The 29-year-old was provisionally suspended by the anti-corruption unit of the Pakistan Cricket Board on February 20, the day the Pakistan Super League commenced in Karachi.
Controversial Pakistan batsman Umar Akmal could face a lifetime ban if convicted of match-fixing charges unveiled on Friday by the country's cricket authorities.
The 29-year-old was provisionally suspended by the anti-corruption unit of the Pakistan Cricket Board (PCB) on February 20, the day when the Pakistan Super League commenced in Karachi.
The PCB said Umar violated its code on two counts.
"The PCB has charged Umar Akmal with two breaches of the anti-corruption code which relates to not reporting a fixing offer," said a PCB press release.
Under the PCB anti-corruption code a player is required to immediately report to a team manager or officials of the anti-corruption unit when he receives an offer to fix a match.
Under the code if a player is found guilty the penalty ranges from a suspension of six months to a lifetime ban.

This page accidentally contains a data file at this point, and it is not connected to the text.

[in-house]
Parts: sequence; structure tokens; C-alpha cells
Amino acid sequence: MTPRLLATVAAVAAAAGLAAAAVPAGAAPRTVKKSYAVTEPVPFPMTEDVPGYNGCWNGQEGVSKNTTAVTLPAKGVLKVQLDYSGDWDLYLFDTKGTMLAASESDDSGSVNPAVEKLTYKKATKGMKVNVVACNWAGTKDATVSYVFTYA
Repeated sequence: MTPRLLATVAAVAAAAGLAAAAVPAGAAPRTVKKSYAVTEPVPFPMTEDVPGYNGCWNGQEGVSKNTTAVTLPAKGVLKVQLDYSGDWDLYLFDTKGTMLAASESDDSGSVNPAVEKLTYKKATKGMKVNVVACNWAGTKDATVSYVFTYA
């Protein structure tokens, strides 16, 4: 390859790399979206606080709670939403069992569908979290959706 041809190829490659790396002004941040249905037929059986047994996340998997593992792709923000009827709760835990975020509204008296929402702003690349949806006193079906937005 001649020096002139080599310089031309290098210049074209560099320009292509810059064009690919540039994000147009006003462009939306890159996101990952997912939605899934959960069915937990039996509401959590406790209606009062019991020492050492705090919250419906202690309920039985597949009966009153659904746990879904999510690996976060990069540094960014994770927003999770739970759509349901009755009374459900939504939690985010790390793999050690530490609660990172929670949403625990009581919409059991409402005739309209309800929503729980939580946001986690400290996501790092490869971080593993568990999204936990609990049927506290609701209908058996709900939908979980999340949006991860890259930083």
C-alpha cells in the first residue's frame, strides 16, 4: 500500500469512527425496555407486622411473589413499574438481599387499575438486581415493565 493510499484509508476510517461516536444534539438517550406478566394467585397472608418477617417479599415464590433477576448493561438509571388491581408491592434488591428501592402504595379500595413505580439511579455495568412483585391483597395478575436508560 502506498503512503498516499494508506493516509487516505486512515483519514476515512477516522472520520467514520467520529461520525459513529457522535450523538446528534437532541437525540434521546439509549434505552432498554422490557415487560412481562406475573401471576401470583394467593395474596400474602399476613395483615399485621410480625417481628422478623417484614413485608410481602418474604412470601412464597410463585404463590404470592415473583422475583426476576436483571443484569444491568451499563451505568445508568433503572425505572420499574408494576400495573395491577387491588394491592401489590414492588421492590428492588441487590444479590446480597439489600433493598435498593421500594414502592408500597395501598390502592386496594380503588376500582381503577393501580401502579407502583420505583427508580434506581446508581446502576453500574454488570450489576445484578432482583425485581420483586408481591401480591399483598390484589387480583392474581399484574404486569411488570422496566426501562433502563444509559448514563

Umar has 14 days to respond to the charges in writing.
Umar has a history of disciplinary problems, having been arrested and detained for a day after a brawl with a traffic warden in 2014.
He was also banned for three months after a spat with then Pakistan head coach Mickey Arthur in 2017.
Last month he escaped punishment after making rude remarks to a fitness trainer in Lahore.
Often described as a talented yet undisciplined cricketer, Umar has played 16 Tests, 121 one-day internationals and 84 Twenty20 internationals since his debut in 2009.
He last played for Pakistan in the Twenty20 series against Sri Lanka four months ago, failing to score in either match.
Umar's anti-corruption case is the latest of many that has hit Pakistan cricket in the last 20 years, resulting in life bans and fines for several players.
The PSL was hit by a spot-fixing case in 2017 when openers Sharjeel Khan and Khalid Latif were banned for five years.